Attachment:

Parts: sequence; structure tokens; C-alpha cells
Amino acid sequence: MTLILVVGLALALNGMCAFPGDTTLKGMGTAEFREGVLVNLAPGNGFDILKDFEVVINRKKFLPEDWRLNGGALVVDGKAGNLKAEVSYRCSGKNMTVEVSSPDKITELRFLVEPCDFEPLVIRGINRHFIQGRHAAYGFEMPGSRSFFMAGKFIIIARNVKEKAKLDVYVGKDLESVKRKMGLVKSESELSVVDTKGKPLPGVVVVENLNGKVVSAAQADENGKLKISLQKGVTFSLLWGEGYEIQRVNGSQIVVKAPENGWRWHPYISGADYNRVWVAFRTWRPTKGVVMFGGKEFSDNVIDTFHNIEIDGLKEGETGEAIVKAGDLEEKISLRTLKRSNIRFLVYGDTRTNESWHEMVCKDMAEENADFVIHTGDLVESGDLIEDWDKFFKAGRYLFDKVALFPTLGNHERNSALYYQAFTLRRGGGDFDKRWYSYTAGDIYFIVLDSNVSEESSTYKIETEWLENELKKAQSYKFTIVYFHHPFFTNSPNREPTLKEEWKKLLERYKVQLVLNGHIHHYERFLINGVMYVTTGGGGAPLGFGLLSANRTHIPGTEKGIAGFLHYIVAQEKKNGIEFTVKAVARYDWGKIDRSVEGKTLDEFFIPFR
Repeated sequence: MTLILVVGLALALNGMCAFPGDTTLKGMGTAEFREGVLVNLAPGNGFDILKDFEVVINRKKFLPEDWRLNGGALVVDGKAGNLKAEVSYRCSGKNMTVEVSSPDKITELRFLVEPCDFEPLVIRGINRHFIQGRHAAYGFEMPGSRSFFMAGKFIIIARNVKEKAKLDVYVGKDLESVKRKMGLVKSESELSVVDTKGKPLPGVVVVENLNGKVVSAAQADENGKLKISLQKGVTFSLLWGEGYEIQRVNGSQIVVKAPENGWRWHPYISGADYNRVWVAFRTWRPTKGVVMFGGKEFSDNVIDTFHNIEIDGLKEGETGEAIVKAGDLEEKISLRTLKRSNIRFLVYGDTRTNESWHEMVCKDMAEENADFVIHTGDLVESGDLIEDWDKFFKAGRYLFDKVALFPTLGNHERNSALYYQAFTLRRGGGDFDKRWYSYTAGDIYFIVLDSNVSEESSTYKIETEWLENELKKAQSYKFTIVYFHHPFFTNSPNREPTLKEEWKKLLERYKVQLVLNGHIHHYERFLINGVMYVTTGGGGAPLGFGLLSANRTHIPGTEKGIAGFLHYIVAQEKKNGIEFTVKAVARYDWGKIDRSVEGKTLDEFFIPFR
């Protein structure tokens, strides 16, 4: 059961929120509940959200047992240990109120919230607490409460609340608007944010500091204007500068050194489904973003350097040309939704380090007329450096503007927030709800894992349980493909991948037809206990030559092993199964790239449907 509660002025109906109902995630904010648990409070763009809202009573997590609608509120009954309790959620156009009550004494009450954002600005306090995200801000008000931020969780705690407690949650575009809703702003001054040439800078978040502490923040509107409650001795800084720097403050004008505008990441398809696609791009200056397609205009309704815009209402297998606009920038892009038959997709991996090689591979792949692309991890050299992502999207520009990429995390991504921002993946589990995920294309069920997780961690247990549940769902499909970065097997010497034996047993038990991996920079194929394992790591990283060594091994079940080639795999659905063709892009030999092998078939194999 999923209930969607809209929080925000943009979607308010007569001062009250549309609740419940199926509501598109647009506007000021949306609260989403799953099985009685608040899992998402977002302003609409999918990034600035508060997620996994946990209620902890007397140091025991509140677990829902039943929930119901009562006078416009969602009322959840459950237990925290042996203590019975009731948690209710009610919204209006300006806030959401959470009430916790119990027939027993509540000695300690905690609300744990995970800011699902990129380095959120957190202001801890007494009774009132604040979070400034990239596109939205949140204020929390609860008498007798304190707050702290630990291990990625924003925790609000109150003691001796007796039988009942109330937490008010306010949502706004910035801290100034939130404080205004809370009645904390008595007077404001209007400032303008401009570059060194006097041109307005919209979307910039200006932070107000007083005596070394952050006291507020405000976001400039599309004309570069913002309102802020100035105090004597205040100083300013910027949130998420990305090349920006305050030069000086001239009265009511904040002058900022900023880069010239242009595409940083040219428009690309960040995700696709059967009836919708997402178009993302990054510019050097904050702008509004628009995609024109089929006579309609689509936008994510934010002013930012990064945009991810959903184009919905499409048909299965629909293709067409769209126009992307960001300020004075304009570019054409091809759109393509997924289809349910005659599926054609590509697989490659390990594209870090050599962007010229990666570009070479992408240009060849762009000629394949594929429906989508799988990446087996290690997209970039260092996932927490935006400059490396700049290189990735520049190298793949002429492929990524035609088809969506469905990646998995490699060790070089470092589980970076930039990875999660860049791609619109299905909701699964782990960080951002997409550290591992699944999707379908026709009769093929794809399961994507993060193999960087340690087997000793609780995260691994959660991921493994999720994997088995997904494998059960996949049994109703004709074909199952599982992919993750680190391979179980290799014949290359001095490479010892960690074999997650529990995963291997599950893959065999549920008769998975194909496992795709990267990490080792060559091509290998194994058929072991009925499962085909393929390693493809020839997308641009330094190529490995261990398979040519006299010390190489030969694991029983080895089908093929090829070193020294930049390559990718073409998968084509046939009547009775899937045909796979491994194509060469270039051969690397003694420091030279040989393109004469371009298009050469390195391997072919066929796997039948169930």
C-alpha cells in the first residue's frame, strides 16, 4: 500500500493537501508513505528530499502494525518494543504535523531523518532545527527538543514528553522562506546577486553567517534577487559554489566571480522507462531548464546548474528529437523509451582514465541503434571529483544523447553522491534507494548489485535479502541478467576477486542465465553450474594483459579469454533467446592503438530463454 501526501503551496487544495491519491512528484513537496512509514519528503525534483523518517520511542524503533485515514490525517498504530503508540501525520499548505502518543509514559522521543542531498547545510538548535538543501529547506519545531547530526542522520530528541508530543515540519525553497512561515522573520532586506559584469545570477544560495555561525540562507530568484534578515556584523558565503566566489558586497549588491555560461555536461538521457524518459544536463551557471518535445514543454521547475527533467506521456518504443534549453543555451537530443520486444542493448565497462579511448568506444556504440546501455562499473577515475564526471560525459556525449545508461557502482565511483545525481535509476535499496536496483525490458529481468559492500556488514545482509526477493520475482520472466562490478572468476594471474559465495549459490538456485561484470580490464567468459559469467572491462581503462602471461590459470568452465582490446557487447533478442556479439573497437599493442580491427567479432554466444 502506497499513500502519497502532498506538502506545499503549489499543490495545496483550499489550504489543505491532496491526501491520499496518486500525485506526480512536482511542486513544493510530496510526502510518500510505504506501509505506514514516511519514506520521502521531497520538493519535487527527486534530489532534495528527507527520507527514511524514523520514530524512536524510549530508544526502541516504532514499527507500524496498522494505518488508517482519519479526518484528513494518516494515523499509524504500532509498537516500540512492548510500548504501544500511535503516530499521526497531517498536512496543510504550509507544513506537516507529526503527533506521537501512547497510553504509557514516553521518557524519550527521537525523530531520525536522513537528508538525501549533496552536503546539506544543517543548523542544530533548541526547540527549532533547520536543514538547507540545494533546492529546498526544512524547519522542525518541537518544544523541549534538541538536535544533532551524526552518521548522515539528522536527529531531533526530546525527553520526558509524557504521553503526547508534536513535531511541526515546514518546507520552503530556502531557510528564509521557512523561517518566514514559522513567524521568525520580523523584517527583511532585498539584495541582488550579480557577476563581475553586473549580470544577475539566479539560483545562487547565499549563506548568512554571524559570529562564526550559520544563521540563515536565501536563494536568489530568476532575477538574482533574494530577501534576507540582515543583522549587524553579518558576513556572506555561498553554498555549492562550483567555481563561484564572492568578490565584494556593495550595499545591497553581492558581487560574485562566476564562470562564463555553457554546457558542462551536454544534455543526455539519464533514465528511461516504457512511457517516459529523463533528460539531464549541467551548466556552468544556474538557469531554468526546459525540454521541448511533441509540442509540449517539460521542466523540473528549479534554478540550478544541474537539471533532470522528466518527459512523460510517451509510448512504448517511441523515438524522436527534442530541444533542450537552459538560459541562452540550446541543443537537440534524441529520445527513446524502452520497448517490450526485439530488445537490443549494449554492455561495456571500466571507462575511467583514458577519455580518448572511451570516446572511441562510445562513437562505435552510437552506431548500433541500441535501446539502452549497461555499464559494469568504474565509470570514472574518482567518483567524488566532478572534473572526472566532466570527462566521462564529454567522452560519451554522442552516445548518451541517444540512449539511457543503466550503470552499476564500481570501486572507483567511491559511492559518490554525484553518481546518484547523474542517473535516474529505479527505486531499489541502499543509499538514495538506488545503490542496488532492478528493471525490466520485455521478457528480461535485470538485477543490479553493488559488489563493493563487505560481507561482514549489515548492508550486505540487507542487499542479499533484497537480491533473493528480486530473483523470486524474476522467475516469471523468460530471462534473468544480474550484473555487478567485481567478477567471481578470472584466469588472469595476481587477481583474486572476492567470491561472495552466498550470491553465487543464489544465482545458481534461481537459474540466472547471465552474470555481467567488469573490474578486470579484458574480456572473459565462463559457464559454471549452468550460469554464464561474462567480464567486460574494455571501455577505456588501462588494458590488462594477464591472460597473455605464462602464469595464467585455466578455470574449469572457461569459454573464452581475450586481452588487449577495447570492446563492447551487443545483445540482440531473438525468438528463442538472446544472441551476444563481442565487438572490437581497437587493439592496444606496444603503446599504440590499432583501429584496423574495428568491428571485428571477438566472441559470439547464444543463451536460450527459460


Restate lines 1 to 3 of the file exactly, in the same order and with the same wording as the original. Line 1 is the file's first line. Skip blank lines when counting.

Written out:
Parts: sequence; structure tokens; C-alpha cells
Amino acid sequence: MTLILVVGLALALNGMCAFPGDTTLKGMGTAEFREGVLVNLAPGNGFDILKDFEVVINRKKFLPEDWRLNGGALVVDGKAGNLKAEVSYRCSGKNMTVEVSSPDKITELRFLVEPCDFEPLVIRGINRHFIQGRHAAYGFEMPGSRSFFMAGKFIIIARNVKEKAKLDVYVGKDLESVKRKMGLVKSESELSVVDTKGKPLPGVVVVENLNGKVVSAAQADENGKLKISLQKGVTFSLLWGEGYEIQRVNGSQIVVKAPENGWRWHPYISGADYNRVWVAFRTWRPTKGVVMFGGKEFSDNVIDTFHNIEIDGLKEGETGEAIVKAGDLEEKISLRTLKRSNIRFLVYGDTRTNESWHEMVCKDMAEENADFVIHTGDLVESGDLIEDWDKFFKAGRYLFDKVALFPTLGNHERNSALYYQAFTLRRGGGDFDKRWYSYTAGDIYFIVLDSNVSEESSTYKIETEWLENELKKAQSYKFTIVYFHHPFFTNSPNREPTLKEEWKKLLERYKVQLVLNGHIHHYERFLINGVMYVTTGGGGAPLGFGLLSANRTHIPGTEKGIAGFLHYIVAQEKKNGIEFTVKAVARYDWGKIDRSVEGKTLDEFFIPFR
Repeated sequence: MTLILVVGLALALNGMCAFPGDTTLKGMGTAEFREGVLVNLAPGNGFDILKDFEVVINRKKFLPEDWRLNGGALVVDGKAGNLKAEVSYRCSGKNMTVEVSSPDKITELRFLVEPCDFEPLVIRGINRHFIQGRHAAYGFEMPGSRSFFMAGKFIIIARNVKEKAKLDVYVGKDLESVKRKMGLVKSESELSVVDTKGKPLPGVVVVENLNGKVVSAAQADENGKLKISLQKGVTFSLLWGEGYEIQRVNGSQIVVKAPENGWRWHPYISGADYNRVWVAFRTWRPTKGVVMFGGKEFSDNVIDTFHNIEIDGLKEGETGEAIVKAGDLEEKISLRTLKRSNIRFLVYGDTRTNESWHEMVCKDMAEENADFVIHTGDLVESGDLIEDWDKFFKAGRYLFDKVALFPTLGNHERNSALYYQAFTLRRGGGDFDKRWYSYTAGDIYFIVLDSNVSEESSTYKIETEWLENELKKAQSYKFTIVYFHHPFFTNSPNREPTLKEEWKKLLERYKVQLVLNGHIHHYERFLINGVMYVTTGGGGAPLGFGLLSANRTHIPGTEKGIAGFLHYIVAQEKKNGIEFTVKAVARYDWGKIDRSVEGKTLDEFFIPFR